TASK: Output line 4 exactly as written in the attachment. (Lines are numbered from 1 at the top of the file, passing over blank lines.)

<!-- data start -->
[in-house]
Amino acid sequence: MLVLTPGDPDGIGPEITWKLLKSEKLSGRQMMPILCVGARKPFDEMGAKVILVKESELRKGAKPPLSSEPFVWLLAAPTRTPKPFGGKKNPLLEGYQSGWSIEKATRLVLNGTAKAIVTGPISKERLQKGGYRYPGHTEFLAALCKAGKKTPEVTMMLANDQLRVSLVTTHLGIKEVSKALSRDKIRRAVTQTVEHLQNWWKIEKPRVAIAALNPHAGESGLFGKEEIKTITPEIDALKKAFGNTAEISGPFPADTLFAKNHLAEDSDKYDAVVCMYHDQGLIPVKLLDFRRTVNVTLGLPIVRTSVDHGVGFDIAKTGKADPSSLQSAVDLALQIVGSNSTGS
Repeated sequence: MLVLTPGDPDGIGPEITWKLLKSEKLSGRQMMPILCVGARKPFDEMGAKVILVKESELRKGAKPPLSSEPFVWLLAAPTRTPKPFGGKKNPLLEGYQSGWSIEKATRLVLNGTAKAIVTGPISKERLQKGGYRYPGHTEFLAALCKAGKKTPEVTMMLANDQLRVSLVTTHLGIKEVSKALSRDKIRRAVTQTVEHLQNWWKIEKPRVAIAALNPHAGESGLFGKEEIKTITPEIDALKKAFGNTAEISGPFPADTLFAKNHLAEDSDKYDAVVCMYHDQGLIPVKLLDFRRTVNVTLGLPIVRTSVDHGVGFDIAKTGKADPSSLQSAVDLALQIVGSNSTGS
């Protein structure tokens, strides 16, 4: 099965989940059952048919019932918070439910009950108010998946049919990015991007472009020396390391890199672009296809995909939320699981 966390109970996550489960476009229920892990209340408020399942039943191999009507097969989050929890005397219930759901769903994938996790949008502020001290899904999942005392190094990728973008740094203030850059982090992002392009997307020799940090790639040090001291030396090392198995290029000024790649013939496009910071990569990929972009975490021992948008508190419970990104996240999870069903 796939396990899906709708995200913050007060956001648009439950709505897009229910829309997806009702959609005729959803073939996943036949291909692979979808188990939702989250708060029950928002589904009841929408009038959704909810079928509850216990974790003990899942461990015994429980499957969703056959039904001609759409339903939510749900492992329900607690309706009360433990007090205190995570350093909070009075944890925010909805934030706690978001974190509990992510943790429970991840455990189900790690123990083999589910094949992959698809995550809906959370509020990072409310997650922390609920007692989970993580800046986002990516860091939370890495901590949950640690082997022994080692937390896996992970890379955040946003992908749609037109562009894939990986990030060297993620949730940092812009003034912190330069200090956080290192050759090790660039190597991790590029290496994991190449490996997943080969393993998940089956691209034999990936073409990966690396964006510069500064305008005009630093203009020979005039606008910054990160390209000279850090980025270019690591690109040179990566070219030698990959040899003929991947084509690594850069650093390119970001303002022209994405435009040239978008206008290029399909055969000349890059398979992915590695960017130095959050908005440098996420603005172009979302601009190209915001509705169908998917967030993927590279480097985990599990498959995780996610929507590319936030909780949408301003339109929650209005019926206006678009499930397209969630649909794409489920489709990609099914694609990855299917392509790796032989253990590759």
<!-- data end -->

């Protein structure tokens, strides 16, 4: 099965989940059952048919019932918070439910009950108010998946049919990015991007472009020396390391890199672009296809995909939320699981 966390109970996550489960476009229920892990209340408020399942039943191999009507097969989050929890005397219930759901769903994938996790949008502020001290899904999942005392190094990728973008740094203030850059982090992002392009997307020799940090790639040090001291030396090392198995290029000024790649013939496009910071990569990929972009975490021992948008508190419970990104996240999870069903 796939396990899906709708995200913050007060956001648009439950709505897009229910829309997806009702959609005729959803073939996943036949291909692979979808188990939702989250708060029950928002589904009841929408009038959704909810079928509850216990974790003990899942461990015994429980499957969703056959039904001609759409339903939510749900492992329900607690309706009360433990007090205190995570350093909070009075944890925010909805934030706690978001974190509990992510943790429970991840455990189900790690123990083999589910094949992959698809995550809906959370509020990072409310997650922390609920007692989970993580800046986002990516860091939370890495901590949950640690082997022994080692937390896996992970890379955040946003992908749609037109562009894939990986990030060297993620949730940092812009003034912190330069200090956080290192050759090790660039190597991790590029290496994991190449490996997943080969393993998940089956691209034999990936073409990966690396964006510069500064305008005009630093203009020979005039606008910054990160390209000279850090980025270019690591690109040179990566070219030698990959040899003929991947084509690594850069650093390119970001303002022209994405435009040239978008206008290029399909055969000349890059398979992915590695960017130095959050908005440098996420603005172009979302601009190209915001509705169908998917967030993927590279480097985990599990498959995780996610929507590319936030909780949408301003339109929650209005019926206006678009499930397209969630649909794409489920489709990609099914694609990855299917392509790796032989253990590759």